Cooper announces frontline essential workers eligible for COVID vaccine beginning March 3
RALEIGH – Governor Roy Cooper and North Carolina Department of Health and Human Services Secretary Mandy K. Cohen, M.D. announced Tuesday that additional frontline essential workers in Group 3 will be eligible for vaccinations beginning March 3.
The expedited timeline follows the approval of the Johnson & Johnson one-shot vaccine and an expected increase in vaccine supply to North Carolina.
“The state and our providers continue to work extremely hard to get people vaccinated in a way that’s fast and fair,” said Cooper. “The third vaccine and improving vaccine supply will help us get more people vaccinated more quickly. Our essential frontline workers have remained on the job throughout this pandemic and I am grateful for their work.”
The Johnson & Johnson vaccine comes as the federal government has also increased vaccine in North Carolina beyond the state’s allocation. A new federally-supported site will open in Greensboro next week, and Walgreens is providing vaccine through the federal pharmacy program. While there is still not enough vaccine for everyone, the improved supply has contributed to providers reporting readiness to expand access to additional Group 3 essential workers.
Under the timeline outlined Tuesday, providers may move to vaccinating these individuals on March 3. Cohen also unveiled a public service announcement encouraging vaccine use among Group 3 essential workers.
State officials continue to encourage providers to exhaust each week’s vaccine shipment before the following week’s shipment arrives. Some vaccine providers may not be ready to open to frontline essential workers on March 3 if they are still experiencing high demand for vaccines in Groups 1, 2, and 3.
Cooper also outlined an expected timeline for beginning Group 4 vaccinations. Beginning on March 24, people at higher risk from COVID-19 due to underlying medical conditions will become eligible to receive a vaccine, as well as people in certain congregate-living settings.
“A third COVID-19 vaccine means North Carolina can get more people vaccinated sooner and keep people out of the hospital and prevent deaths from this pandemic.,” Cohen said.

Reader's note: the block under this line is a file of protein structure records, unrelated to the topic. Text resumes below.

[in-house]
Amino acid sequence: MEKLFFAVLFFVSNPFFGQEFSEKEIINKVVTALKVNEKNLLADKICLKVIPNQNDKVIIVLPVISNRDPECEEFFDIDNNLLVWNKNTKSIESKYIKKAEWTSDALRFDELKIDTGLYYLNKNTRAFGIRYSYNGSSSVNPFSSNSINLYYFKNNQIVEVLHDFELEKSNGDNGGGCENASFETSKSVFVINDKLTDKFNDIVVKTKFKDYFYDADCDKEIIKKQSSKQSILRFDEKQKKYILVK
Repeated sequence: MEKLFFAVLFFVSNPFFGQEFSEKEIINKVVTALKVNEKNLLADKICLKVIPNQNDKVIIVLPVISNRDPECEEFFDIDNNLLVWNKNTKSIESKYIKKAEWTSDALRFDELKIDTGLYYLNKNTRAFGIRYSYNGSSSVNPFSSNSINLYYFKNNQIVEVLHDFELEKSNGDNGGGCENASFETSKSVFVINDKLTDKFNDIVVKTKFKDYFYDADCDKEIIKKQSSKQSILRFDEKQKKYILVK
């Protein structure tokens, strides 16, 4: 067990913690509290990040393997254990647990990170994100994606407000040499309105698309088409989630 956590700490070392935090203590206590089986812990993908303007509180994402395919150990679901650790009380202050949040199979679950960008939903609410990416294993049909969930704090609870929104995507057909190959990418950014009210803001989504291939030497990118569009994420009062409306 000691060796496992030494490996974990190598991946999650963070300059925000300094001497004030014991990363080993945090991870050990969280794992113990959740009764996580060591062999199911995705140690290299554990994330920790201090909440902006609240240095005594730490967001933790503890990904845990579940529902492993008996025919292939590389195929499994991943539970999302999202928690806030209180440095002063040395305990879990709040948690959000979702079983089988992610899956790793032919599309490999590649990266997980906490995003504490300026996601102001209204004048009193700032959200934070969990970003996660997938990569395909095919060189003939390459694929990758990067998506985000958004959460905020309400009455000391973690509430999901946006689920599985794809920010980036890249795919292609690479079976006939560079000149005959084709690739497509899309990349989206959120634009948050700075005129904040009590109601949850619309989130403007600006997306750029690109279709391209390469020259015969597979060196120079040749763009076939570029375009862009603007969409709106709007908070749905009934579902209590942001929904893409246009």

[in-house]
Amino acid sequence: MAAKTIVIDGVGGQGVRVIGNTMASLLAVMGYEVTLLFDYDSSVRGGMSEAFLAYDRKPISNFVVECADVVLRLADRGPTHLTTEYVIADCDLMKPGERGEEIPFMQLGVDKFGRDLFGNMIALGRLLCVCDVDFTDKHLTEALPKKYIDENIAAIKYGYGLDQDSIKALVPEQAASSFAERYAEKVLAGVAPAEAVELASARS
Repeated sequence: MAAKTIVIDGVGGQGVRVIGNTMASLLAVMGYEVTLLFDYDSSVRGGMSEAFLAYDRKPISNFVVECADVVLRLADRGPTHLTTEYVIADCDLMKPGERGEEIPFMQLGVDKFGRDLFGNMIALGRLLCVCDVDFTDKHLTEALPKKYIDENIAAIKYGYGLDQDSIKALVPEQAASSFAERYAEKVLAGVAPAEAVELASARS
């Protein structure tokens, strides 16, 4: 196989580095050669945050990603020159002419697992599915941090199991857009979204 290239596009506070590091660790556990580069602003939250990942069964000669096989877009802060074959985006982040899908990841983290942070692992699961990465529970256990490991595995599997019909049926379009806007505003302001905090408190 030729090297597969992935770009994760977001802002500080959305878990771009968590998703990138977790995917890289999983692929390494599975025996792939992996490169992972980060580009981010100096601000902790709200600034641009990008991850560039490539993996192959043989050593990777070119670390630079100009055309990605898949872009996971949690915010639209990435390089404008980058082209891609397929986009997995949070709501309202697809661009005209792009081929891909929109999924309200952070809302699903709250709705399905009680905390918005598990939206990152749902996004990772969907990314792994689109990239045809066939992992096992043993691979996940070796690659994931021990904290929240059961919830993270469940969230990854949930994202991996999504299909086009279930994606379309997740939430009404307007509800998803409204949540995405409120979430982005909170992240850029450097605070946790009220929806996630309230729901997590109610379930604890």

NCDHHS also shared clarifications for Groups 1 and 4. The definition of long-term care in Group 1 has been updated for people with intellectual and developmental disability. Higher-risk medical conditions for Group 4 include intellectual and developmental disabilities including Down Syndrome, and neurologic conditions, such as dementia.
Cooper will continue to advocate to increase vaccine supply in North Carolina. Since January 20, the amount of vaccine received by the state has increased by 135%.
This week, the federal government authorized the distribution of Johnson & Johnson’s (Janssen) one-shot vaccine and more than 80,000 doses are expected to arrive in the state beginning on Wednesday.
On March 10, a federally-supported community vaccination center will open in Greensboro. This site – one of just 18 sites nationally – will help the state continue its effort to reach more marginalized and underserved communities. The federal government will provide the center’s vaccine supply, which will be in addition to North Carolina’s weekly allotment from the Centers for Disease Control. It will operate seven days a week with the capacity to provide up to 3,000 vaccinations per day, with options for drive-thru service in the parking lot and walk-in service.
State officials continue to prioritize speed and equity in vaccine distribution as eligibility prioritization expands. On February 26, the Kaiser Family Foundation ranked North Carolina as first in the nation for vaccinating the largest share of its 65 and older population.
Detailed information about each vaccine group is online at YourSpotYourShot.nc.gov (English) or vacunate.nc.gov (Spanish).